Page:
Country Remains Divided on Abortion Issue

Gallup polling shows that the issue of abortion continues to split Americans down the middle, though for the first time since 2008 a slight majority call themselves "pro-choice" (49%), just eking out those who identify as "pro-life" (45%). But despite this change, a majority of Americans (51%) still believe abortion to be "morally wrong," with only 39% asserting that it is "morally acceptable." Excluding 2006, when results showed Americans to be divided on the moral aspect of the issue, results regarding morality have been "fairly steady since 2002."
50% of Americans answer that abortion should be legal under certain circumstances, but this year's results suggest that more people are taking extreme views on the legality of abortion than they have historically. 27% answered that abortion should be legal in all cases while 22% wanted it to be illegal in all cases. The 49% combined believing in either of the extreme views was the highest since 1992.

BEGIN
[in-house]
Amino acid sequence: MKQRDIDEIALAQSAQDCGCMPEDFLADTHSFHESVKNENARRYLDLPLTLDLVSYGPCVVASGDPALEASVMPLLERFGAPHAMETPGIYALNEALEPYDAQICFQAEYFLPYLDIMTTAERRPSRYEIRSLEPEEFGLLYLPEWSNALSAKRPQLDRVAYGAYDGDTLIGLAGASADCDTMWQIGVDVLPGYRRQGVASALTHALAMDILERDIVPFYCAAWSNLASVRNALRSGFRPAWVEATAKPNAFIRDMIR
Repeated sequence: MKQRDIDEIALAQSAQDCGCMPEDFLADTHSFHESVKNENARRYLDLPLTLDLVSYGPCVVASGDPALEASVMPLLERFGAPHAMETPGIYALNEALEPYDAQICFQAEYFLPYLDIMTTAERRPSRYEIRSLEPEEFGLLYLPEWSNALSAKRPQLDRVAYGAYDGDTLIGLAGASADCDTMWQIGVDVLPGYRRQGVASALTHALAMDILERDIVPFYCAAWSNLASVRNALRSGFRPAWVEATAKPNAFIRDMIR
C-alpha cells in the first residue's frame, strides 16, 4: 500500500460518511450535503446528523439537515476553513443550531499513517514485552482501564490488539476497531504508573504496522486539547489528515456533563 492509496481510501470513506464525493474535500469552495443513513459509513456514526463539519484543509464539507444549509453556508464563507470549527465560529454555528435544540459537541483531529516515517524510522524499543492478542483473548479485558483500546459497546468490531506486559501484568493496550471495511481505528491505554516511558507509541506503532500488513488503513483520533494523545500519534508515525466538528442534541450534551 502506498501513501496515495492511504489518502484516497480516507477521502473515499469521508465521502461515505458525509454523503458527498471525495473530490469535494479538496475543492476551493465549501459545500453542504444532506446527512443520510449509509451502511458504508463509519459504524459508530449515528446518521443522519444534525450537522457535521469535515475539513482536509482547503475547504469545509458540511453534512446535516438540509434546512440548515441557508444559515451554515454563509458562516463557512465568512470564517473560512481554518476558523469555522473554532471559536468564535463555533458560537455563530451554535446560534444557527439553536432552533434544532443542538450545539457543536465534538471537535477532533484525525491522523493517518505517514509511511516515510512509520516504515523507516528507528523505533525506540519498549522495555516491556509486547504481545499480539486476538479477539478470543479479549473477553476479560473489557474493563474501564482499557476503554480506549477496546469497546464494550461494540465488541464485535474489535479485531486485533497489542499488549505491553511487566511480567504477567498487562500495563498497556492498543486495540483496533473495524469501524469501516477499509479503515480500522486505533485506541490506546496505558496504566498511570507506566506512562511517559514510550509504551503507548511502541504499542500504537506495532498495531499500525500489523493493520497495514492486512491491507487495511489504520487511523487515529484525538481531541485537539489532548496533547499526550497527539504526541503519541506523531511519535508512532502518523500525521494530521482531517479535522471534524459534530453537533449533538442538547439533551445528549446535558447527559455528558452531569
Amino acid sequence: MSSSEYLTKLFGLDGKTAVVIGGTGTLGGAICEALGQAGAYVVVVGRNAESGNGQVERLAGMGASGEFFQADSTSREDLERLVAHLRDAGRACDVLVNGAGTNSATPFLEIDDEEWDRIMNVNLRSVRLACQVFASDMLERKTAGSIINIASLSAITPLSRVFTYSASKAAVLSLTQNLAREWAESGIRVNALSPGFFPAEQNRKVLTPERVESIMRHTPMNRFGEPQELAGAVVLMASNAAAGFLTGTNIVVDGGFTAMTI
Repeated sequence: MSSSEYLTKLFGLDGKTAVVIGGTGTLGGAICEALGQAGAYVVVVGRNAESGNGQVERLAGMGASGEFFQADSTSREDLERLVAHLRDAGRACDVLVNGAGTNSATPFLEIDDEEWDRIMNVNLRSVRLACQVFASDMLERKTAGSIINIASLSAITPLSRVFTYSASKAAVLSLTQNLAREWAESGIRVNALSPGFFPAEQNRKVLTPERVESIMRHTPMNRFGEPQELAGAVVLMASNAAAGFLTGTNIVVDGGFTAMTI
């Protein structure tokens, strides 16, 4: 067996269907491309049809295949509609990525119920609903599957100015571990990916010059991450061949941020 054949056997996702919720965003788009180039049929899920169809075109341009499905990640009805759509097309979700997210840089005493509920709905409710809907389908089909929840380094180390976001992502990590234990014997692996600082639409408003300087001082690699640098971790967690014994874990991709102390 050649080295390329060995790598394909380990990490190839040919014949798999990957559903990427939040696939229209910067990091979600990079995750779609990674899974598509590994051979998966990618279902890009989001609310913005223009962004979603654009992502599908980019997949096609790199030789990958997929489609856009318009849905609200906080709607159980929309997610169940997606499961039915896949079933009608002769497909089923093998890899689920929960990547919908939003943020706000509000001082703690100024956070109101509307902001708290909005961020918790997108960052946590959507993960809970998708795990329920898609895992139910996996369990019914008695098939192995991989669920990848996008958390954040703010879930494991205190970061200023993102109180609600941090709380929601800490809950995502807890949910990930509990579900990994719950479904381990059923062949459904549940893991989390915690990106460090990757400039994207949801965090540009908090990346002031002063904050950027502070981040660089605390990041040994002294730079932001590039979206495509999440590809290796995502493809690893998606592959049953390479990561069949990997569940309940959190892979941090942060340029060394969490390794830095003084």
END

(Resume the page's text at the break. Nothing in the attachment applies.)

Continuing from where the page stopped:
Americans were fairly consistent in their opinions on abortion across gender. Age and partisan views appear to be a far more likely predictor of an individual's stance on the issue. 49% of adults 55 and older said they were "pro-life," as compared with majorities of those aged 35-54 (53%) and 18-34 (51%) who said they were "pro-choice." And while 68% of Democrats claimed to be "pro-choice," a full 67% of Republicans took the opposite stance, saying they were "pro-life."Writes Gallup about the results for 2011: "Americans' views on abortion held fairly steady over the past year, with the public still sharply divided over the 'pro-life' and 'pro-choice' labels."

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